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The Recovery: Still many questions

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We've monitored data and provided syntheses in this commentary space and in MarketWatch Quarterly articles, revealing that while we do see meaningful indicators pointing toward a reprieve, we are not out of the doldrums just yet.  There are many questions:  Why aren't we enjoying an exciting and quickly prosperous V-shaped recovery and why still the doldrums?  Will the U.S. face the dreaded L-shaped future that Japan has labored under?  What of the Chinese, U.S. and EU stimulus packages, fiscal and monetary, on top of quantitative easing?  What about the lower oil prices and currency movements?  What about consumer confidence letting up and other variables showing stabilization.  Aren't all of these things enough to push us ahead?

Two new data points are at the base of many analysts' unease.  The first is the March U.S. trade deficit on goods and services, which is US$3 billion higher than the previous month (moving from $26b to $29b, February to March).  The second worry is the GDP of the US and Euro-zone (EZ) are both slowing because of continued weak retail sales - consumers are saving more than spending (good for the individual person, bad for national and global economies). 

Enter stimulus money, fiscal and monetary.  In the U.S., the Recovery Act is set to address, in part, the reasons behind the lagging retail sales: the unemployment numbers.  People are afraid of loosing or have lost their jobs.  Move people back to employment stability and you can probably get them to spend some money.  Win-win.  But the stimulus money really hasn't hit the pavement yet in the U.S.  (We'll be exploring this question in more detail an upcoming article for MarketWatch Quarterly focusing on the specific immediate and mid-term impact on the electronics industry and supply chain.)  Meanwhile...

China's goal of 8% growth for 2009 might sound like someone was in a coma for the past year, but actually, they might just hit their mark.  Why?  They too have, what the Economist terms, ‘a massive fiscal stimulus' solution in play.  Because China's economic woes stemmed more from domestic issues (only 40% of their GDP is export reliant, as opposed to a whopping 70% of the U.S. and 65% of the EZ, as compiled by FX360.com), and because of the government's ability to ‘ask' for particular types of cooperation, the impact of the stimulus money is hitting faster than elsewhere.  Also, as reported in the Economist:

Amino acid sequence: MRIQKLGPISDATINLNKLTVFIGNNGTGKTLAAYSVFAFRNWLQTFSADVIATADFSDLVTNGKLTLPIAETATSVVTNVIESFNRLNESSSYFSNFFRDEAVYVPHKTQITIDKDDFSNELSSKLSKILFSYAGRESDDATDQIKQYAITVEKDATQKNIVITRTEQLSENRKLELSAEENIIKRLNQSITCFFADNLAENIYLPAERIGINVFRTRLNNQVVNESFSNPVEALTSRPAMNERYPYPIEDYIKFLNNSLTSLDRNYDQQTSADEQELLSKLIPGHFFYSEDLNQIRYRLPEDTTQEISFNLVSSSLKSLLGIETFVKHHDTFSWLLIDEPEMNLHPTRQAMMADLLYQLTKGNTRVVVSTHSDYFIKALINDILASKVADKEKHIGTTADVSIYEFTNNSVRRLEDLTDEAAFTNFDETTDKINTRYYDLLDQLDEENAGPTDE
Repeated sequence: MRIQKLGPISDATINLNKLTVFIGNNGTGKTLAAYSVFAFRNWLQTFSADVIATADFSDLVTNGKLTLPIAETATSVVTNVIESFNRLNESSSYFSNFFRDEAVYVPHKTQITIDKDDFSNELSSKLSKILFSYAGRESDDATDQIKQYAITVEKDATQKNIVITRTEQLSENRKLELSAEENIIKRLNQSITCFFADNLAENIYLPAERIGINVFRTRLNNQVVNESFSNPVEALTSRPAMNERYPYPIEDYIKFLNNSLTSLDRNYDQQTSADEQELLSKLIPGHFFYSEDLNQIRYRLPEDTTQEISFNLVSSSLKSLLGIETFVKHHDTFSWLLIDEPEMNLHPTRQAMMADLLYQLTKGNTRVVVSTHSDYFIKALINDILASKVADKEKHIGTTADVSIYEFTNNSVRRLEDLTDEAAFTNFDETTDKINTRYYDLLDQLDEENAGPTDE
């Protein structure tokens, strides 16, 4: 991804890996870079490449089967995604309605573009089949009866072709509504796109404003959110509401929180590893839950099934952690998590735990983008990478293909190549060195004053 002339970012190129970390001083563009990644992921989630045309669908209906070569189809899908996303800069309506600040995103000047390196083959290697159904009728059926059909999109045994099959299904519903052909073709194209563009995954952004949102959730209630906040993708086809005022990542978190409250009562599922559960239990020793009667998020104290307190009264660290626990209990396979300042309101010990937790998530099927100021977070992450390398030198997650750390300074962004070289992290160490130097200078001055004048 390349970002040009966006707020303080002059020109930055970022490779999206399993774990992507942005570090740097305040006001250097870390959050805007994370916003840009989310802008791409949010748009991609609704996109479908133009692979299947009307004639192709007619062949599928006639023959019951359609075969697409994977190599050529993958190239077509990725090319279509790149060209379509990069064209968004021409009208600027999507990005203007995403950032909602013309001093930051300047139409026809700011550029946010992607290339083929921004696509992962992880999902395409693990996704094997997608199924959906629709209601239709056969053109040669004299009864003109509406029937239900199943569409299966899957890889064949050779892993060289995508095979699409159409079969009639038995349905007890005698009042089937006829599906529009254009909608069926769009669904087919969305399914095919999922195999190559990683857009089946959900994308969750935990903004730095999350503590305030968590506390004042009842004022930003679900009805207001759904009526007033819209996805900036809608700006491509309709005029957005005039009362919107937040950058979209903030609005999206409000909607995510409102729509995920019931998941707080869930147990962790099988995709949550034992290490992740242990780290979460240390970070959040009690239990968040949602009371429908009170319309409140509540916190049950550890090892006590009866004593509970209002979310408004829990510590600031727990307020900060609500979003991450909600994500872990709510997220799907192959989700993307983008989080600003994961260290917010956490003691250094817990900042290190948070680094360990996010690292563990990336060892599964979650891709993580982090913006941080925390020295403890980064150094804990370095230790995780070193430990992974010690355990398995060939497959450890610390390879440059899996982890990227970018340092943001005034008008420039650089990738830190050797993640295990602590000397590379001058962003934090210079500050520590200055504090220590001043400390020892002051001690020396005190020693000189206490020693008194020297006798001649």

[...] only about 30% of the government's 4 trillion yuan ($585 billion) infrastructure package is being funded by the government.  Most of the rest will be financed by bank lending, which had already soared by 30% in the 12 months to March, twice its pace last summer.  JPMorgan thinks that this credit and investment boom could lift GDP growth to an annualized pace of over 10% in each of the next three quarters.

There is, of course, more to the Chinese economic puzzle, but the question of fiscal stimulus and it's impact is already being tested in the real world.  The trick is in the implementation, not the intention.  China's path seems to be leading out of the depths feared, will the U.S. and EZ be successful too, once the money reaches the people and projects?  The prospects are good as monetary and fiscal stimulus solutions have the support of most economists, according to WSJ.com.  These economists also point to 2H09 for the end to the recession but add another three to five years for full bounce back.  

For the electronics industry through, until all of the numbers and economic trajectories head into sustained, positive territory, there can be no true positives and increased revenues.  As The Washington Post  states, based on the latest U.S. retail numbers, "Electronics and appliances stores were the hardest hit, with sales falling 2.8 percent as shoppers held off on big-ticket purchases."   Friday's Consumer Price Index (CPI) should give us another means to gauge what the retail numbers really mean and how soon we'll be on the '09 recovery path.

UPDATE: The CPI numbers are in and the news is as economists predicted and hoped, stability reigned last month which is good.  As Reuters summed things up this morning, looks like we are in a pre-recovery.  Finally, some good news on a Friday!


Lisa Ann Cairns, Ph.D.
Written on Thursday, 14 May 2009 00:00 by Lisa Ann Cairns, Ph.D.

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